In reality, earthquakes involving the saturation of the entire shear zone seldom occur, because actual tectonic plates have difficulty in maintaining rigidity over extended distance, manifested as the existence of through-cut faults and many small magnitude earthquakes within close proximity to each other. Consequently, many places do not contribute their shares of resistance and depend on neighbors to stay in place. Depending on how $\tau $ is distributed on the fault zone, there can be various “legal” combinations of saturated and partially saturated segments along the fault zone. In reality, earthquake occurrence can be compounded by any factors affecting $\tau $ , G, and ${\theta}_{f}$ (or fault strength ${\mu}^{\prime}$ ) in Equation (2). Multi-solution in seismogenesis essentially is resulted from the lack of enough information as constraints on, or an under-determination issue of lateral interactions. Realizing that earthquakes, as a result of relative motion of plates involved, inevitably have footprints on the mass (Wallace et al., 2009; Ren et al., 2015) , energy (Gao & Wang, 2014) and momentum fields ( Wang et al., 2012 and references therein), efforts for earthquake prediction are increasingly based on observational facts of these physical parameters and their fields.

(a)(b)(c)(d)

Figure 1. Diagram of an ideal crust front/fault (a) and a plane view of a more realistic plate interface (b). Panel (a) is a highly idealized continental plate overlying oceanic plate configuration. Black bold arrows in (a) show the opposing oceanic plate and the overlain continental plate. Stress analysis is performed for an arbitrary point (P) at the shear zone.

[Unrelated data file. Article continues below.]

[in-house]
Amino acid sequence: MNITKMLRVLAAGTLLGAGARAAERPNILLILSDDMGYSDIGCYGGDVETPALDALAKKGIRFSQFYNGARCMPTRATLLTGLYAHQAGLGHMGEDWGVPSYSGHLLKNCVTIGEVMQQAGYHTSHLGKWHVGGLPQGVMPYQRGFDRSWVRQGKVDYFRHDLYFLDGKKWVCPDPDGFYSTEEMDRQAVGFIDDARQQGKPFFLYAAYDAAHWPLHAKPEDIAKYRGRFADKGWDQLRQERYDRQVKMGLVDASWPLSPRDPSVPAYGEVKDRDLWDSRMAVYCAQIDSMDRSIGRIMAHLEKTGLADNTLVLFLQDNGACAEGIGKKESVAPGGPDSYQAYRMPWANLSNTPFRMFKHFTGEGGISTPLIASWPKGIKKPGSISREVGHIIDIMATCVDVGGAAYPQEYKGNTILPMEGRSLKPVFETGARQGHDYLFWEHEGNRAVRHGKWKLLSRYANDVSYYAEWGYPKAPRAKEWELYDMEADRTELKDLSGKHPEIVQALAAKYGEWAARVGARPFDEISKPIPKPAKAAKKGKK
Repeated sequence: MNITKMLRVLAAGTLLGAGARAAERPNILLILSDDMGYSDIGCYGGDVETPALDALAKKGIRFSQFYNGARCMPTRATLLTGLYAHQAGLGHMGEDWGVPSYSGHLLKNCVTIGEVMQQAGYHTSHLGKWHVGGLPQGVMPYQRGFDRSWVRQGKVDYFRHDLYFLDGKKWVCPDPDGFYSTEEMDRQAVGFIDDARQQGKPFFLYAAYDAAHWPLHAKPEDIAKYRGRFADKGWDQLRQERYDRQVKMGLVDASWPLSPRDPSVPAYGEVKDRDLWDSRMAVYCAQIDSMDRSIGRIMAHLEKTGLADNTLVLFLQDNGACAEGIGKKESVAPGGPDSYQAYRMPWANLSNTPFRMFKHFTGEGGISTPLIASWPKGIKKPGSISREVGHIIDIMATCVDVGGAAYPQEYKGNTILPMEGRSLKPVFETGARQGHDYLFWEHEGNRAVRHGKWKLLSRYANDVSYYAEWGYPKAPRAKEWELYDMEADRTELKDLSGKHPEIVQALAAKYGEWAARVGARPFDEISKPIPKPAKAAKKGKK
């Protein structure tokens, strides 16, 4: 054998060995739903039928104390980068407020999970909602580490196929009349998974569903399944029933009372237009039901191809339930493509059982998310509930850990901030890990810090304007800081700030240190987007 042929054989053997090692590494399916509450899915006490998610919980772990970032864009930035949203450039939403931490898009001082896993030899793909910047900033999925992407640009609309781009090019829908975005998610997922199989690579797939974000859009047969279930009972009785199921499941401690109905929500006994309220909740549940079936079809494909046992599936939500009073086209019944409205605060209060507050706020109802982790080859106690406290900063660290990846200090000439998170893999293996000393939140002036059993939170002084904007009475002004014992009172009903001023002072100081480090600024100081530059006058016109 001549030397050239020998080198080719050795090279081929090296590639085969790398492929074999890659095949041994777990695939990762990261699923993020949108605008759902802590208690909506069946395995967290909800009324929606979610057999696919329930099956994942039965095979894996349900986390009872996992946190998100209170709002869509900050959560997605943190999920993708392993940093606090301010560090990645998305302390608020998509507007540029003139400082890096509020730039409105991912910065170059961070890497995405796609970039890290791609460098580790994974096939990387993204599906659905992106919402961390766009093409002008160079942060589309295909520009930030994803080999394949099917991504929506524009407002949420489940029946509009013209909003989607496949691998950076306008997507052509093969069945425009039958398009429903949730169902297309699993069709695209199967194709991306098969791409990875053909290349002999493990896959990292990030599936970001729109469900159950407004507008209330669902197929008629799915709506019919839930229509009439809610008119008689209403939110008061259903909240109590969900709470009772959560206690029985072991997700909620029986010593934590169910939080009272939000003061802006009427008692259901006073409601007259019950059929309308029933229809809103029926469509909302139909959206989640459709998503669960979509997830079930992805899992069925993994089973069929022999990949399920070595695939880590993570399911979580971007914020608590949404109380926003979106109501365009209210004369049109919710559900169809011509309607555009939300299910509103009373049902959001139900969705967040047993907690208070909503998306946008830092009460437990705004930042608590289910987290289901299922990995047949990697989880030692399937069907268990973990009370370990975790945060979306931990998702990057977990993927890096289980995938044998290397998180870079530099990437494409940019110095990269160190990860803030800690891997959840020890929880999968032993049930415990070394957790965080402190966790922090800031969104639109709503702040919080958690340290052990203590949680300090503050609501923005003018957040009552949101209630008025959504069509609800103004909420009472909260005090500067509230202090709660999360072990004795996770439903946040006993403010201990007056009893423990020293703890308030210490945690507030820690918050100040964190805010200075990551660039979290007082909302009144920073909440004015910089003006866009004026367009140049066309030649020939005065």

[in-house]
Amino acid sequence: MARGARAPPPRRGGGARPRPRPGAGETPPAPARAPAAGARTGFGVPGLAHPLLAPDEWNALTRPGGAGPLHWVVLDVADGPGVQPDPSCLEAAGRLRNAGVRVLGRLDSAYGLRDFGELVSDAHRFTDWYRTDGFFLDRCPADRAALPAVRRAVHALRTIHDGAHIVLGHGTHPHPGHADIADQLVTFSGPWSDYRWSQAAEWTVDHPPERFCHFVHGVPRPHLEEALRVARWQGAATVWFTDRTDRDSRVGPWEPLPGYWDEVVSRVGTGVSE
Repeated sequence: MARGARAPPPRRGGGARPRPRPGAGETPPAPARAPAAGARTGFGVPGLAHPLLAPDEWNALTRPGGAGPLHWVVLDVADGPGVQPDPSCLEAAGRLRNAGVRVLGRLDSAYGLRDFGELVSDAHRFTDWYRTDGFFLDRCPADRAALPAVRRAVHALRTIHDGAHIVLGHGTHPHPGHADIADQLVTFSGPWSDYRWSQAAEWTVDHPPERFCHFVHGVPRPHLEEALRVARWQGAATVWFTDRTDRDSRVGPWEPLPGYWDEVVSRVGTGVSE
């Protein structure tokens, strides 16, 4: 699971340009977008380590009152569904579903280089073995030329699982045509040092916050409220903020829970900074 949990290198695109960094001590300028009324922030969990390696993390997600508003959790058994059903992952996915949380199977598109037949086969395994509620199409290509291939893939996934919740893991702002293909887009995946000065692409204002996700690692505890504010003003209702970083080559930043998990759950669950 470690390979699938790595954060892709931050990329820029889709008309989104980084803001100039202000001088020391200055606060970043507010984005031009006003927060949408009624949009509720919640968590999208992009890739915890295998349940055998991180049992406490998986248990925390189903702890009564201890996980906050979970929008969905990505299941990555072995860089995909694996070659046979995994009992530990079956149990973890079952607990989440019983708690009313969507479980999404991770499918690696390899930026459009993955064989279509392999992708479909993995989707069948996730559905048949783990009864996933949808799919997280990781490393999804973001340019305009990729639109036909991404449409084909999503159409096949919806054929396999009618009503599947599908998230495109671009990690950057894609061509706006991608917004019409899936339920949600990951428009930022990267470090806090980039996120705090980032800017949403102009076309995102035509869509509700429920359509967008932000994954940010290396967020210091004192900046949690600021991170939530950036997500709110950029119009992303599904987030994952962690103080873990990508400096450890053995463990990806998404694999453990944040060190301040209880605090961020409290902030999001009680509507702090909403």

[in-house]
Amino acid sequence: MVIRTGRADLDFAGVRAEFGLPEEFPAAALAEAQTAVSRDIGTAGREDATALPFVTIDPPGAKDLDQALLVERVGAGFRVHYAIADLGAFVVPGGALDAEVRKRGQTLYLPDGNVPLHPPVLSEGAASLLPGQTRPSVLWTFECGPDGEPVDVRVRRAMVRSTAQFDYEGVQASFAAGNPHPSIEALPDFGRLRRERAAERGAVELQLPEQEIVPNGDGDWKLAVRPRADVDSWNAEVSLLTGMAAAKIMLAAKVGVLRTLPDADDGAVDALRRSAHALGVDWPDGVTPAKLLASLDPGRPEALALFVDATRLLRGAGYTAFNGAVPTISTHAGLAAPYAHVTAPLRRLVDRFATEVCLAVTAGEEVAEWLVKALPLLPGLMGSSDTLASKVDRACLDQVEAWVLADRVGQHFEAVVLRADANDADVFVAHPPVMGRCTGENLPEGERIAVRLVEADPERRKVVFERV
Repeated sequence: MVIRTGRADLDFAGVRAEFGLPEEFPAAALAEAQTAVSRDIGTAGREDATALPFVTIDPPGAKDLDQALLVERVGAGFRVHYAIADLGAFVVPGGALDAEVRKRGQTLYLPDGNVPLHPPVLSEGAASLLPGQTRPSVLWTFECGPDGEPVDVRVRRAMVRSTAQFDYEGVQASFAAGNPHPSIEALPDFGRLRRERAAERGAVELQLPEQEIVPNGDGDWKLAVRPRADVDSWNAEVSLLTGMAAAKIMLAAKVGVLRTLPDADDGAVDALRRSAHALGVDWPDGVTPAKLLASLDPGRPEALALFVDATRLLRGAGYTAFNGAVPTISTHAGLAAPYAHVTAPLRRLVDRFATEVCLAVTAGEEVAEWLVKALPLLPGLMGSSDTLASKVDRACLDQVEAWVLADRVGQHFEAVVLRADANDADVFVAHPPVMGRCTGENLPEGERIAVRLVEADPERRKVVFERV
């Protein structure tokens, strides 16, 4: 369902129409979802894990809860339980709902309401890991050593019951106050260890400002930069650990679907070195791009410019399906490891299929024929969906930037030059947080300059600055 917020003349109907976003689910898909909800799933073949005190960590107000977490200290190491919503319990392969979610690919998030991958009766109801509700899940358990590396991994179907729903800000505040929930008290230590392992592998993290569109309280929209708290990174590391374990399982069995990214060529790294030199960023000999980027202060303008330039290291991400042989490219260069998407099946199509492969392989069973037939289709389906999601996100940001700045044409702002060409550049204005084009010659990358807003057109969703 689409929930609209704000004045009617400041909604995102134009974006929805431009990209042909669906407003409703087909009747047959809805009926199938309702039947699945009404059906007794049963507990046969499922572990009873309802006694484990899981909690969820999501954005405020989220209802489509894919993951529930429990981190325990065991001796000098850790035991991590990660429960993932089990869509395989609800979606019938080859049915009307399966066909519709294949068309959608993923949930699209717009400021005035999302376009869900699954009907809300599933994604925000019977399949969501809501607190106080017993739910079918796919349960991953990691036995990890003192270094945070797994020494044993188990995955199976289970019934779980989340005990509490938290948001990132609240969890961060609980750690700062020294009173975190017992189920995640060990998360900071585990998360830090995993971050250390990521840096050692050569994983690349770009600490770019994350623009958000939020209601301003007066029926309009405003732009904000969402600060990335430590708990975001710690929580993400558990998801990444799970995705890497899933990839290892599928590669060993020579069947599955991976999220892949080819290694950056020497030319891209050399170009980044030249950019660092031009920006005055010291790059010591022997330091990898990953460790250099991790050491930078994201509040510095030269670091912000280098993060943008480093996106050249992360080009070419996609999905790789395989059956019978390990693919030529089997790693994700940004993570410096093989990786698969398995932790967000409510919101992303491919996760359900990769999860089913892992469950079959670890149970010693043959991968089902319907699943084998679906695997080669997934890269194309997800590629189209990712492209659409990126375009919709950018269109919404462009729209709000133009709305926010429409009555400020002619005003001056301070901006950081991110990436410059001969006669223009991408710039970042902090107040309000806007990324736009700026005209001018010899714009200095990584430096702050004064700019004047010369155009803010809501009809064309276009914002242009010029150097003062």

$\mu $ is the static friction; G is the gross gravity of the overlain plate section;
$\tau $ is the driving stress resulted from tectonic motion. Static friction and gravity work together to contest against continental driving stress. Once the driving stress overcomes gravity-aided maximum static friction, a co-seismic sliding occurs. Red-toned color shades illustrate stress saturation. Granular material, often in the form of fault gouge, inter-laces the plate-interface (b). Either because geometrical irregularity of the contacting interface, or because the existence of density anomaly (e.g., cavity) above, there are places (“pillars” or strong contact regions) that take a disproportionally larger load than the neighboring regions (Bridging effect). Plates are “riveted” together by these “sticky” spots. These strong contact regions tend to wear down faster, through generating granular debris more actively. “Asperities” and “barriers” (Wallace et al., 2004) can both be the “pillars” defined here. Panel (c) shows the vertical resistive stress σ_{zz} fields around a region with significant bridging effects (i.e., with cavity caused gravity anomaly). Note that the under-belly of the overlain plate is in weak contact with lower plate and also is a region with active granular material production (that region experiences strong tensile stress). The fault creeps primarily by wearing geometrical irregularities or heterogeneous “rises/bumps/sticky spots”. The epicenter is the ensemble (weighted by frictional heat released at these regions) mean location of the sticky points being co-seismically unlocked. Real cavity usually occurs at much shallower depths. Fault interface underneath still feels the bridging effects by producing a corresponding uneven granular material generation pattern. Panel (d) is SEGMENT simulated global distribution of inter-pate granular material thickness (m).